The Mahatma’s children

The Mahatma’s children
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First Published: Thu, Jan 29 2009. 06 53 PM IST

Life lessons: Gandhi did not differentiate between his words and deeds. Harikrishna Katragaddda / Mint
Life lessons: Gandhi did not differentiate between his words and deeds. Harikrishna Katragaddda / Mint
Updated: Thu, Jan 29 2009. 06 53 PM IST
Mahatma Gandhi’s ideas were not new. He carried forward concepts such as honesty, non-violence and living an austere life, which had been a part of Indian philosophy (such as Jainism) and thought for a long time. But what Gandhi really did well was reiterate them and live by them to his last breath. He followed what he believed in much more intensely than other people. There was no difference between his words and his deeds and that is what makes Gandhi admirable.
Life lessons: Gandhi did not differentiate between his words and deeds. Harikrishna Katragaddda / Mint
There are four concepts which Gandhi followed that I believe are relevant even today and I want my 13-year-old son to understand and imbibe these.
Speak the truth, always
Adolescents nowadays know that truth has consequences and lying has benefits. So it is very tough to convince them to be truthful all the time. As parents, it is important that we make them understand that the consequences of speaking the truth are not always bad and that truth is not to be feared. Sometime back, someone I knew picked up something at school that did not belong to him. When his mother found out, she had a chat with him and asked him to return it. He was scared that his principal would be upset if he owned up and that his friends would make fun of him. But his mother took him to school and told him that he must own up. Finally, he did that. After that incident the boy realized the power of truth and why one should not be afraid to speak the truth always.
Keep a promise
Last year, I attended an annual inter-school competition organized by Mani Bhavan Gandhi Sangrahalaya, Mumbai. There was a little girl who wrote a piece on Gandhi. She said the thing she liked best about Gandhi was that “Bapu made a promise that he would get us independence and he kept that promise.” I was very touched at how she was able to recognize that and assign the role of promise-keeper to Gandhi.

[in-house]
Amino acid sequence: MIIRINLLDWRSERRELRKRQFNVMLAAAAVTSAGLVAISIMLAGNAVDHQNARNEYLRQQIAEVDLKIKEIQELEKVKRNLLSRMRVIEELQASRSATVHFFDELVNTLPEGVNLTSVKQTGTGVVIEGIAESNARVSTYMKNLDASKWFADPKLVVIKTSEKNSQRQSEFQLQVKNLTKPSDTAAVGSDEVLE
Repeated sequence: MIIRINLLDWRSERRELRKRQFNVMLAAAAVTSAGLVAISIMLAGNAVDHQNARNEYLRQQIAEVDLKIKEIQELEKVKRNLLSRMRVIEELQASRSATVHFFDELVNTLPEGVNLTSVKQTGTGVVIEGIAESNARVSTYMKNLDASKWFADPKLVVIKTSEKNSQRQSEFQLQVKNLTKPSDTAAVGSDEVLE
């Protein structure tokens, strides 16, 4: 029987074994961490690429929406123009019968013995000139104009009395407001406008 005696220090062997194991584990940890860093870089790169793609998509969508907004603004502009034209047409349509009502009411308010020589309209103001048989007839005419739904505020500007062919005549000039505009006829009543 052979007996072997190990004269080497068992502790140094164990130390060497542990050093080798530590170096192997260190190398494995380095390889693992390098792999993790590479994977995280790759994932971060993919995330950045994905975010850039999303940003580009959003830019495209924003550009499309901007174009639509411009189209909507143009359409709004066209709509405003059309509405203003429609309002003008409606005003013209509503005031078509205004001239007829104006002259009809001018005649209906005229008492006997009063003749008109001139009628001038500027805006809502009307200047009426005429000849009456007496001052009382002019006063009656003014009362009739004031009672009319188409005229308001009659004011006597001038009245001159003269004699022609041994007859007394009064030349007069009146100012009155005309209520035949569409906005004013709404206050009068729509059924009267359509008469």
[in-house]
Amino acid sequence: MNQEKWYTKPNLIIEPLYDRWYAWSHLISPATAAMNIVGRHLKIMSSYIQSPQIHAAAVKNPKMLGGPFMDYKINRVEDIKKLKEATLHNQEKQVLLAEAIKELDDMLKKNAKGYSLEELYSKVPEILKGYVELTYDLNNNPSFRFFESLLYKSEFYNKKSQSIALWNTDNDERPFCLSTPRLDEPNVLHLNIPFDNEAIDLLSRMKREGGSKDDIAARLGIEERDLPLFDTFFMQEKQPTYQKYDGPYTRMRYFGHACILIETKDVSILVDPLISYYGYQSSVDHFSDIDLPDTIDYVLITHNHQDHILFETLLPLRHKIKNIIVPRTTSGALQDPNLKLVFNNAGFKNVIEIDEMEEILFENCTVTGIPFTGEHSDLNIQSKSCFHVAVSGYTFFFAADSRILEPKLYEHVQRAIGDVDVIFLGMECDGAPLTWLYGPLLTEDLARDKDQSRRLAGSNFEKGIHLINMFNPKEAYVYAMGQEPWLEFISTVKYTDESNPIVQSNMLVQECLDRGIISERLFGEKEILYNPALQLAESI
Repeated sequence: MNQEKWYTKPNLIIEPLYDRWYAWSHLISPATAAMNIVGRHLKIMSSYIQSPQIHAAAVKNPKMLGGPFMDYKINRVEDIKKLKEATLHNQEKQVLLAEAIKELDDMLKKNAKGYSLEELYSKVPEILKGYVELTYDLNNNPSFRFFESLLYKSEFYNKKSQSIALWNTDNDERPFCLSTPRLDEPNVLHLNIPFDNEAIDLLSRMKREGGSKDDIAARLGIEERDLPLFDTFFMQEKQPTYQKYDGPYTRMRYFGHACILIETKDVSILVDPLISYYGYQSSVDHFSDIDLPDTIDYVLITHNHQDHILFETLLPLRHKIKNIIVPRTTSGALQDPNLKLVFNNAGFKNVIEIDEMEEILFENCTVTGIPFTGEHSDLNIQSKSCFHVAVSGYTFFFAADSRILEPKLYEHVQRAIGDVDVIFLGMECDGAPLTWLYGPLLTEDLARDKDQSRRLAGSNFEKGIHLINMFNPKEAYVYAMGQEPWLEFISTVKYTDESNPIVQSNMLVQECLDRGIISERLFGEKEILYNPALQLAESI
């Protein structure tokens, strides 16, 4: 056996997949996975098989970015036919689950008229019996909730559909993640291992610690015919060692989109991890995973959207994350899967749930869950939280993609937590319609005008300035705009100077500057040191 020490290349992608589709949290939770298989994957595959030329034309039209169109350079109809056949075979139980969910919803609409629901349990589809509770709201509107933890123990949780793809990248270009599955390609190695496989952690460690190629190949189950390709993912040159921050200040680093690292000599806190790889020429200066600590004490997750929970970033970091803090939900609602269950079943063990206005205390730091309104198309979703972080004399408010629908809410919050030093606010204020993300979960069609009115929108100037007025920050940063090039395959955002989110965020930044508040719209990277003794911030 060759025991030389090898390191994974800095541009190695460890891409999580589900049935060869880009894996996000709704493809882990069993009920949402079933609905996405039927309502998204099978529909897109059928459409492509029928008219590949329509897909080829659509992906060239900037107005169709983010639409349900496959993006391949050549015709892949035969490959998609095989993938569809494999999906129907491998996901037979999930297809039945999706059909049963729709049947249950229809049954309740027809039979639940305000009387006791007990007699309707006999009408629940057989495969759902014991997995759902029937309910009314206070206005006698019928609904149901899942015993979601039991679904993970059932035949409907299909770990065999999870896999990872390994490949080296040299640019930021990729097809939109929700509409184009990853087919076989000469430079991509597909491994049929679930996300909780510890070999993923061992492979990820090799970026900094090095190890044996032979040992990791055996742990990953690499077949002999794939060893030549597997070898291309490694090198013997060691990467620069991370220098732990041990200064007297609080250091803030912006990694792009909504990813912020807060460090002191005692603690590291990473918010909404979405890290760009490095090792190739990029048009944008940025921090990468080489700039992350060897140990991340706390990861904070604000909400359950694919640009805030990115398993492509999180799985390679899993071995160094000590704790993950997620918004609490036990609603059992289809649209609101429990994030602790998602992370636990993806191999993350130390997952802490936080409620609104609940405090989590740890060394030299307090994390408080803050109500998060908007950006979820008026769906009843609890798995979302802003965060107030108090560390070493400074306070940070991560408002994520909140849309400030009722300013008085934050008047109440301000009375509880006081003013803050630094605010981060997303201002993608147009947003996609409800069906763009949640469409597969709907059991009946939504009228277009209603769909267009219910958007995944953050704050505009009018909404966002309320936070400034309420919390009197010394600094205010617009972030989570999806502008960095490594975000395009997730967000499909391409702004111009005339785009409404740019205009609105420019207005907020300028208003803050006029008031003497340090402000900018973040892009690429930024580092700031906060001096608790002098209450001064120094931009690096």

As a parent, if you want your child to honour any commitment, you must learn to do the same first.
Do not initiate violence
Nowadays children tend to believe that Gandhi stood for cowardice because he advocated the path of non-violence. In today’s context, it is very tough to tell children to turn the other cheek, especially if they are facing a bully at school or are threatened in some other way. The concept of total non-violence and its spiritual context is understood over a period of time and most teenagers are probably not at a point to understand it.
I like to explain to my son that if you disagree with somebody or dislike someone, it is not right to express that through violence.
“I don’t like you, or your ideas, or what you believe” should not mean that it is okay to get into a physical fight. Neither are discomfort, dislike and disagreement reasons enough for aggression, nor does attacking someone make you a brave person—that is the message a parent must get across.
It is important to explain to teenagers that if you are operationally in a position where you can exercise the option of not hitting somebody or if you can, through a conversation, resolve a disagreement, then that is the first path to take.
Violence as a measure of getting someone to agree to your point of view is unacceptable, and your child must know that.
Contribute to society
Children nowadays indulge in a huge amount of spending. Things that we aspired to in our youth are a necessity for the children of today. I like the way Gandhi contributed to society and I think that this is something that should be inculcated in children at a young age. For example, encourage your children to share some part of the money they receive on occasions such as birthdays and festivals for causes that they want to support, such as the welfare of stray dogs or saving trees. Make them aware, but do not force them to do this. Teaching a child the concept of denying himself something so that someone else can benefit is an extremely valuable lesson to learn, but this will come only if parents follow the concept of social responsibility themselves.
Feroz Abbas Khan is a theatre director and has directed the film Gandhi My Father.
As told to Seema Chowdhry
Write to lounge@livemint.com
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First Published: Thu, Jan 29 2009. 06 53 PM IST
More Topics: Bapu | Mahatma Gandhi | Non-violence | Lounge |